Orange Park council opens its 2022-23 budget talks

By Nick Blank nick@claytodayonline.com
Posted 8/17/22

ORANGE PARK – The town of Orange Park started to break down and hash out its next budget during the first of three public meetings.

At Monday night’s two-hour budget workshop, Town Manager …

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Orange Park council opens its 2022-23 budget talks

Posted

ORANGE PARK – The town of Orange Park started to break down and hash out its next budget during the first of three public meetings.

At Monday night’s two-hour budget workshop, Town Manager Sarah Campbell said the town had about $15.7 million in revenues.

The town's largest projected revenues are ad valorem taxes, which increased from $3,678,699 in the 2021-2022 fiscal year to $4,055,769 in the upcoming fiscal year.

“Property values increased pretty dramatically countywide,” Campbell said. “The other revenues are smaller with not much change in those.”

The American Rescue Plan Act will provide $2.2 million for the second consecutive and final year. Campbell said there are about $1.4 million in federal funds rolling over.

The commission then heard budget reports from department heads Finance Director John Villanueva and Economic and Community Development Director Stephen Smith.

On the event side, Events Coordinator Emily Dockery said 45,000 people attended the Fall Festival last year. The event raised $59,882, according to the town. This year’s Fall Festival is the 40th and it takes place on Oct. 15-16.

“This is how we showcase our town,” Mayor Randy Anderson said.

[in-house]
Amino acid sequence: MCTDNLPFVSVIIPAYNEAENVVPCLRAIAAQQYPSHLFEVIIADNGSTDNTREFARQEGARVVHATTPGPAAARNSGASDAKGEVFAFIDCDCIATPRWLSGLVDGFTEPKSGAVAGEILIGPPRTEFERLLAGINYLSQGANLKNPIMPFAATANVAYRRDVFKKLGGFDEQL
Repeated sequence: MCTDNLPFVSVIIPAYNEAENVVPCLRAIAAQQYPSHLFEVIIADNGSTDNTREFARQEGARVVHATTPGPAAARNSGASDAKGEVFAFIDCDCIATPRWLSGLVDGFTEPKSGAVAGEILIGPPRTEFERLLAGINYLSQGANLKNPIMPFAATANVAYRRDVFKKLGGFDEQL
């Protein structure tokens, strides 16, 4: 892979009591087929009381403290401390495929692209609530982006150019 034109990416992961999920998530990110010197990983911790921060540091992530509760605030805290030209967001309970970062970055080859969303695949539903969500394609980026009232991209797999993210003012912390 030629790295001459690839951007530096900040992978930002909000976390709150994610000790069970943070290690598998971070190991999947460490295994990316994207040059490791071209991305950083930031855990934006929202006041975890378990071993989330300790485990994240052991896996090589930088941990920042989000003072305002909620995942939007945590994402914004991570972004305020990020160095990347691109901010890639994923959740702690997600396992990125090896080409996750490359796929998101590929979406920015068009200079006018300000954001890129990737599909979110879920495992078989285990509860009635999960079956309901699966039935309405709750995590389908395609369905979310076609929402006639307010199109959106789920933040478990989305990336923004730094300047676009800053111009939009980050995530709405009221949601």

The farmer’s market events had 15,000 people spread out over 17 dates. Kids Fest, attendance 8,000, finally got a break from the weather, she said.

“Everybody was super happy, it was one of the first times we’ve had the event both days,” Dockery said.

Inflation presented a challenge, Dockery said. Costs for event-related equipment like porta-potties have increased, but the town lost transportation services to one of its events, which Dockery said stack on one another.

“There’s a lot of little things like that that add up,” Dockery said.

Anderson asked about events for adults, including the Longest Table event, which was canceled by inclement weather.

“I think we need to budget about $20,000 for adult events,” Anderson said.

Budget and Finance Committee member Winnette Sandlin said when the town spends money it needs to be flexible. Paying attention to trends is important, she said.

“We live in an era where the attention span is very short,” Sandlin said.

With building permits, Campbell showed projections of the town breaking even for the next fiscal year. However, by 2025 the town could see a potential $57,000 deficit in the fund. Campbell said the town has to be competitive with other local entities, but also must cover costs for the particular funds.

“The permit costs need to be increased to break even every year,” she said.

Council members noted the small size of each department and thanked town staff for a thorough process.

The next two budget meetings are at 6 p.m. on Monday, Aug. 22, and Wednesday, Aug. 24.

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